If you’re reading this though, you either are already a fan or might be the right audience for this film, and I have to say that Warner did an outstanding job with the visual transfer and the vibrant Technicolor practically leaps off the screen. The extras included on this disc are an audio commentary from the director, a sequence titled “Til The Clouds Roll By” from the 1946 production and the Lux Radio Theater Broadcast from 1952.
Head to Warner Archive to purchase this film directly.
Running Time: Synapse Films
Synapse Films sent me a great discovery I wasn’t familiar with from filmmaker Josh Becker (Lunatics: A Love Story) and I hope their release of Running Time from 1997 finds a big cult audience that it absolutely deserves. Filmed in black & white and in real time, this captivating crime caper revolves around a freshly released prisoner played by Bruce Campbell who immediately throws himself back in hot water by partaking in a poorly thought-out heist that’s surely going to land him back in the slammer. Complicating matters worse is a reunion with an ex-flame, played by the lovely Anita Barone, which finds him needing to own up to his own poor life choices and face the challenges and responsibilities that come with potentially attempting to make a new life or go down the path he knows best.
This is apparently one of the works that Campbell is most proud of, and it’s clear to see why as it’s a great acting showcase for him and is a loving tribute to the work of Alfred Hitchcock and Robert Wise, with Rope being one of the more obvious influences with its continuous takes and no cuts long before 1917 hit the red carpet. I really hope this release does well for Synapse and people take a chance with it. This was a nice surprise going in with zero expectations and I really would love to see an HD upgrade for Lunatics: A Love Story sometime in the near future.
There’s a great interview with Campbell included on this disc where he rejoices in the director’s decision to set the tone as a straight crime drama and keep the laughs few and far between. I was quite impressed when he mentioned this was all filmed in only 10 days with six locations. Another insightful extra is the Q&A with Campbell and Becker from the Freaky Film Festival and there’s an audio commentary included from the two of them as well. This is a solid release from Synapse and a great discovery that’s well worth your time.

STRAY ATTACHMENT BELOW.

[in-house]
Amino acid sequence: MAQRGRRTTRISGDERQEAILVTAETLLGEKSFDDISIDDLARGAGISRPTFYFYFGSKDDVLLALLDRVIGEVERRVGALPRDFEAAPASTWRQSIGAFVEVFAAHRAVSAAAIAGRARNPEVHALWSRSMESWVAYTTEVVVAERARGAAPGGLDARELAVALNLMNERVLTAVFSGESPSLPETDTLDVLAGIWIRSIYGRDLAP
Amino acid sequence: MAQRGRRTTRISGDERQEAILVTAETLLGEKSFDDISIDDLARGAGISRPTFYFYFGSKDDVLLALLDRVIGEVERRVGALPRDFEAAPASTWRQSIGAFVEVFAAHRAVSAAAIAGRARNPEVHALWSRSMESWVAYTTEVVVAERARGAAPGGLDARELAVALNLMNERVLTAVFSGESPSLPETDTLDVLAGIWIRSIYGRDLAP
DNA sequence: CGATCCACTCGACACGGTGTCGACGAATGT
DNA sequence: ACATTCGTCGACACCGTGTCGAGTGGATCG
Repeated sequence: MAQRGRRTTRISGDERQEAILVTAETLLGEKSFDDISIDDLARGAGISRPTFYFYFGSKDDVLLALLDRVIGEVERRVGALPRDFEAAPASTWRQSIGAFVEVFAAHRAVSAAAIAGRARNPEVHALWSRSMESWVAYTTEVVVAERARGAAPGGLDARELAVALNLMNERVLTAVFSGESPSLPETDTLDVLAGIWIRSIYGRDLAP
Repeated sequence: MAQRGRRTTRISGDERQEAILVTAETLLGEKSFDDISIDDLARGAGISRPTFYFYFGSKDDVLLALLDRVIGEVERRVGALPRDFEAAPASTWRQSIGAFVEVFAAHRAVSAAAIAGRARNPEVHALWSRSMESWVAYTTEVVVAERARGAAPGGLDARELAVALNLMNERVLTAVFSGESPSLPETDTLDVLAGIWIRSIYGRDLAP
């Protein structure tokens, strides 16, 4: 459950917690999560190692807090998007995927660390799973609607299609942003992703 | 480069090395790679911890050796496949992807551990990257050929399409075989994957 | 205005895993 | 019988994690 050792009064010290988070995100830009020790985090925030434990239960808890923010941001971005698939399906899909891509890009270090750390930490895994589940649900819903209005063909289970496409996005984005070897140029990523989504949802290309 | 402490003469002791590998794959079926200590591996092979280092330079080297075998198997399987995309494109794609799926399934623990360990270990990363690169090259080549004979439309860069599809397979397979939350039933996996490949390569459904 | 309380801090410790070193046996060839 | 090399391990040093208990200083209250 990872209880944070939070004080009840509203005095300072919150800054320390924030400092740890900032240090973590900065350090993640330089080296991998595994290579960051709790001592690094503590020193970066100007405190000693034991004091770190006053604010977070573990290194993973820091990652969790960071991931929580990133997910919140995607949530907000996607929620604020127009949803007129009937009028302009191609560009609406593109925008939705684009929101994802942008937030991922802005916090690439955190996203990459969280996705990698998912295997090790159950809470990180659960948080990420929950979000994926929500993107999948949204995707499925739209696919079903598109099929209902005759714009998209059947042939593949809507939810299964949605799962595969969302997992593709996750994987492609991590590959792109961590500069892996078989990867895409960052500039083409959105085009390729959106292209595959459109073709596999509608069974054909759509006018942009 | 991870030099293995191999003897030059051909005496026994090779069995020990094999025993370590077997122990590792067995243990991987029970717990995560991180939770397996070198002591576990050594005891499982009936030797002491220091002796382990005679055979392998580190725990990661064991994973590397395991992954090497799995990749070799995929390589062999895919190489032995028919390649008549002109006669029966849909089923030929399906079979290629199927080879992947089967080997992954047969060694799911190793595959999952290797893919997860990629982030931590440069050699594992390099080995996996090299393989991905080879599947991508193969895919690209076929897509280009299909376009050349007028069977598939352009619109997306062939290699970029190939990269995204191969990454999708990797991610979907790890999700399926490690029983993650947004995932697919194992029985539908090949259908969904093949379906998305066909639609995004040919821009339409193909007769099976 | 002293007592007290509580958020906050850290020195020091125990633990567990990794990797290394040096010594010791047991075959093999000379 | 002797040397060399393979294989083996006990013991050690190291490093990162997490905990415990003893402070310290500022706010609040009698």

Order directly by going to Synapse Films.
The Allnighter: Kino Lorber
Lastly from Kino Lorber is The Allnighter from 1987, a film collaboration between musician Susanna Hoffs of The Bangles and her filmmaker mother Tamar Simon Hoffs.
It’s definitely a harmless throwback to the beach party movies made famous by Frankie Avalon and Annette Funicello, and this movie was ironically overshadowed by their reunion in the vastly superior Back to the Beach of the same year. That’s not to say that The Allnighter doesn’t have its own enjoyable merits. Susanna Hoffs certainly gave it her sincere best and showed potential to grow as an actress if the reaction to this film didn’t dissuade her to pursue it farther. I think, most importantly, it seemed like a nice family bonding experience that has been preserved in a cinematic time capsule.
Joan Cusack is enjoyable, as always, and does the most with her material, and I’ll never complain about an appearance from the always lovely Pam Grier. Similar in theme and tone to Where the Boys Are from 1960, The Allnighter is essentially a coming-of-age hangout movie that explores identity and expression through the female gaze from two different perspectives. Three young college students throw a farewell party to the innocence of youth and, like most things in life, doesn’t exactly go to plan. It’s noble, but unfortunately kind of unremarkable. It’s certainly a curiosity worth seeking out if you happen to be a fan of Suzanna Hoffs and have never seen this.
For those who happen to be fans, this is a solid release from the always reliable folks at Kino Lorber. The extras include two audio commentaries that are both valuable in their own right: one from the director and the star and the other from film historian Alexandra Heller-Nicholas. Also included is a music video for “No T.V. No Phone” that’s visually bland, but the song, for better or worse, is sure to get stuck in your head.
Pick-up The Allnighter by visiting Kino Lorber.